We must ask ourselves, what are we to do if we are going to properly represent the retiree on matters where legislation and approach to the line organizations is not as effective as we would like it to be and we continually watch the diminishment of retiree rights and benefits. The answer is that we must utilize all the tools at our disposal to protect, preserve and pursue the rights and benefits of all our retirees. The courts may be favored in these certain and special circumstances. When you believe it is a matter of law and a solution may be possible in favor of the retiree.
The bottom line holds true. The retiree must be represented and properly represented and all the tools must be utilized when the need arises. Respect is gained from those who know that we are willing to utilize all possible methods to represent our retirees. For all we have is each other and giving up is never a part of our solution.
Why a National
The question has sometimes been asked “WHY DO WE NEED A NATIONAL ORGANIZATION?”.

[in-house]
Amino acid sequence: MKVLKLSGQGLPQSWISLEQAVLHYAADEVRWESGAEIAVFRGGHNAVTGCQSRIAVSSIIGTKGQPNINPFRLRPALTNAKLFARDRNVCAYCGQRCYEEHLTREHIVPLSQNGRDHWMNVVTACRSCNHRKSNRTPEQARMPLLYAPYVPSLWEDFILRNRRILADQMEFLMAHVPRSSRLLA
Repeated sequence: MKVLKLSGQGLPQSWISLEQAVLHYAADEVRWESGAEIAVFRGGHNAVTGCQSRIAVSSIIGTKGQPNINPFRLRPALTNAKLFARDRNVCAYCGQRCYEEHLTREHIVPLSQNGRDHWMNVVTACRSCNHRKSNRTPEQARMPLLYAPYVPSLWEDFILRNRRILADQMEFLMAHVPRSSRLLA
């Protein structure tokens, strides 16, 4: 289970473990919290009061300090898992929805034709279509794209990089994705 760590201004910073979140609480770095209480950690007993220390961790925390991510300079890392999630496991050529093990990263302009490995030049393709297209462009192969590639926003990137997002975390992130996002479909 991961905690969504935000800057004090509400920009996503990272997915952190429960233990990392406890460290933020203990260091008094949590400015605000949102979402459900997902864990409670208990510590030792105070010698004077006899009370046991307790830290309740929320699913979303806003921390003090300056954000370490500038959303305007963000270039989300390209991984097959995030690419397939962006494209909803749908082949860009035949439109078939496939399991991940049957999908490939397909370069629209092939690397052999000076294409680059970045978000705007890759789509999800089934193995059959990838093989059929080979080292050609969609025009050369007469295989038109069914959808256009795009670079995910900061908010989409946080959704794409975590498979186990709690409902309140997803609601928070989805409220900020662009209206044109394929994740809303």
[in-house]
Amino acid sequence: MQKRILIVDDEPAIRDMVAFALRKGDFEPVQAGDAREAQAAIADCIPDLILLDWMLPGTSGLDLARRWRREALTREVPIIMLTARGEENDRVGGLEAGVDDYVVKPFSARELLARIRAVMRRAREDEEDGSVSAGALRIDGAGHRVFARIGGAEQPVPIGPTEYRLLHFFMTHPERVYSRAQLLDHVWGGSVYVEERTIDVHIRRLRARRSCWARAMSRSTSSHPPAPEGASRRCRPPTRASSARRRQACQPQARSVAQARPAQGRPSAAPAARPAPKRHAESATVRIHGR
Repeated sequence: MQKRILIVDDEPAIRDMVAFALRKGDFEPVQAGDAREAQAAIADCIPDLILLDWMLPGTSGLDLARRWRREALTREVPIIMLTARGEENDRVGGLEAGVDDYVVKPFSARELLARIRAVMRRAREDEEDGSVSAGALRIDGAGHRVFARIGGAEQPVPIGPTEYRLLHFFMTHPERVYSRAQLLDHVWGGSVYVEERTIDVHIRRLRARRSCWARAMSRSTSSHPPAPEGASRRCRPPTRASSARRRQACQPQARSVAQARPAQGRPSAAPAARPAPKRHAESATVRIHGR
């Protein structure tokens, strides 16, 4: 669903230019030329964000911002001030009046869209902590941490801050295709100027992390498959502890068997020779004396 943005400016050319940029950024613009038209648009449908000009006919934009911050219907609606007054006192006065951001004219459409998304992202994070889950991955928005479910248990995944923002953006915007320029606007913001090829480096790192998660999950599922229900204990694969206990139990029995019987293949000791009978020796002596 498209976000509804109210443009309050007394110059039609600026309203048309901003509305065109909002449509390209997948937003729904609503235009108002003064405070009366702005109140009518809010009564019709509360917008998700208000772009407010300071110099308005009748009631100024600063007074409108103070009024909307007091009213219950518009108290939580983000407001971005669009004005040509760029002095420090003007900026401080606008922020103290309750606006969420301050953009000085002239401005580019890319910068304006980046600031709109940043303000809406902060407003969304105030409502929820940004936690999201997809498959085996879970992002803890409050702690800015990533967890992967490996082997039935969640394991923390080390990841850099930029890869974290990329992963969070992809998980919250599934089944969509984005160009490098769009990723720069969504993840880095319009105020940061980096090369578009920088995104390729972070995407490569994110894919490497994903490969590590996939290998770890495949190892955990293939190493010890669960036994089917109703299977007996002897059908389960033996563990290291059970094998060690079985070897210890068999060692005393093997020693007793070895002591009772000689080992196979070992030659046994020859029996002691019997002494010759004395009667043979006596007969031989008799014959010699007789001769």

Prior to the 1980’s the New York City Police Department Retiree was represented by NO ONE. Most retirees were under the impression that in their golden years of retirement that our line organizations or the City of New York would see that we, as retirees would properly be attend to. They further felt that those whom we once placed in high office, would see that proper legislation would be presented and passed in allowing the retiree, who dedicated their lives and in some instances had given the ultimate sacrifice, in the protection of the citizens of New York. That they would see that those retirees and their families could live the remainder of their lives in the dignity of their position.